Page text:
Living Self-Care Mindfully
It’s Monday again. Time for week two of our online self-study course in self-care and mindfulness. If you’re joining us for the first time, welcome. If you’re back for more, we’re glad you’re still interested in improving your life through self-care and mindfulness. Although we will be going through the process step by step, it takes attention and effort to maintain in a world filled with distraction and external demands.
Last week, we asked you to spend 5 minutes twice each day in some self-care activity which could be closing your eyes and paying attention to your breath (mindful breathing) or noticing the sensory experience of taking a shower, walking in nature or washing the dishes. How’d you do? Were you able to set the time aside to practice for 5 minutes each day? Were you able to focus on what you were doing and bring your mind back when it started to wander? For now, what’s most important is dedicating the time to being in the moment and having a different experience than we usually do when we’re caught up in our busy, stressed out lives. True self-care.
This week your assignment is to spend 10 minutes twice each day in some self-care activity or twenty minutes once a day. I like to sit on my porch or deck and slowly sip a cup of tea (in my tranquili-tea cup a friend gave me) and watch the clouds passing in the sky, look at how green it’s become or listen to the bird songs. The same friend who gave me the teacup says it’s getting a little “mental spa” time. When my mind starts to fill with future worries or past regrets, I bring it back to the momentary sensations I’m experiencing before getting too far down the “not in the moment” road.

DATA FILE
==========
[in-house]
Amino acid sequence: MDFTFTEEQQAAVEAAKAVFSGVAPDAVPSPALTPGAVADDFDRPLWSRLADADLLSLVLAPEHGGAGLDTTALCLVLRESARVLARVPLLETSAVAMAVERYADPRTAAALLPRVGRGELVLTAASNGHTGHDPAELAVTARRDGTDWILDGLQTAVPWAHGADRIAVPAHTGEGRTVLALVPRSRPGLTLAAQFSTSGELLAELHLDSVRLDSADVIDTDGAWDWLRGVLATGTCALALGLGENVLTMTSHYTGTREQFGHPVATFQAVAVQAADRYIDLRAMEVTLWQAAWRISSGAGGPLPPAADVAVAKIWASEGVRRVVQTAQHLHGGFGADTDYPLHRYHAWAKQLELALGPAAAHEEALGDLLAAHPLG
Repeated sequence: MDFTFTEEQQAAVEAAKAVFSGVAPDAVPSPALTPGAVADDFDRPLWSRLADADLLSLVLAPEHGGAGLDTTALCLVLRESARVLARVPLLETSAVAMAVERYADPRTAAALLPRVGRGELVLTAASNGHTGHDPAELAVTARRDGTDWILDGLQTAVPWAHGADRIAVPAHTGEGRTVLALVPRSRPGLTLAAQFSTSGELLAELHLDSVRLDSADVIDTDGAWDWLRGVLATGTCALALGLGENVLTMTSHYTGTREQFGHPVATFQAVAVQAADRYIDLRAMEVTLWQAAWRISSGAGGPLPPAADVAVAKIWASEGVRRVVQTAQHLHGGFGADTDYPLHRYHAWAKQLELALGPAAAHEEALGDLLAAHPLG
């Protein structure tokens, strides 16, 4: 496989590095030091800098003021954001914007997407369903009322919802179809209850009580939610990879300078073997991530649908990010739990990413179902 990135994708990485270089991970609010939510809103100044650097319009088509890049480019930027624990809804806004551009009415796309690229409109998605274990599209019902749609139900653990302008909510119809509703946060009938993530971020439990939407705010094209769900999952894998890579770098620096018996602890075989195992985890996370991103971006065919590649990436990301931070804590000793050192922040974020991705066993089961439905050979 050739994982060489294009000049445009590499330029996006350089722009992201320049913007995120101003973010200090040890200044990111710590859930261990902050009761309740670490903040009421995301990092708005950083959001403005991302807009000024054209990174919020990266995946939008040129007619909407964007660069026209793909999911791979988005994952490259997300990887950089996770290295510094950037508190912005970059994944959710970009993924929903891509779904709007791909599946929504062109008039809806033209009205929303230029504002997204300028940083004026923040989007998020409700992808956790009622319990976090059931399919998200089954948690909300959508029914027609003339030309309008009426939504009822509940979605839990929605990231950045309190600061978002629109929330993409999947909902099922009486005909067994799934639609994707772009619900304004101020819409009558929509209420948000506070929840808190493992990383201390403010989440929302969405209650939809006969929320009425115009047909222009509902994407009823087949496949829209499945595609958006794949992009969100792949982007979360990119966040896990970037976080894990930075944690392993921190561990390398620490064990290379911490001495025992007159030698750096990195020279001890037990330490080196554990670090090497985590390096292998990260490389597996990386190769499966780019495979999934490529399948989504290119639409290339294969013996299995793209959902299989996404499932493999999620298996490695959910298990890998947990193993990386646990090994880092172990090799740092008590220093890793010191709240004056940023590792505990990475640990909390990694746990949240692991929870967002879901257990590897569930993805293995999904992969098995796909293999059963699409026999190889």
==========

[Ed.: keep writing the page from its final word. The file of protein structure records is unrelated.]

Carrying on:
Your other assignment this week is to notice when your mind wanders and start to bring it back to the moment you’re in. If this happens, you can close your eyes and take a few deep breaths to redirect your attention. Another strategy is to hyper-focus your attention on one sense like seeing or something which provides a momentary experience naturally like watching a cloud pass by in the sky. When I’m walking and a train goes by, I stop and focus my attention on the train until I see the caboose. Then I resume my walk.
Whatever happens, congratulate yourself on your effort. Marcel Proust said “The real voyage of discovery consists not in seeing new lands but in seeing through new eyes.” Namaste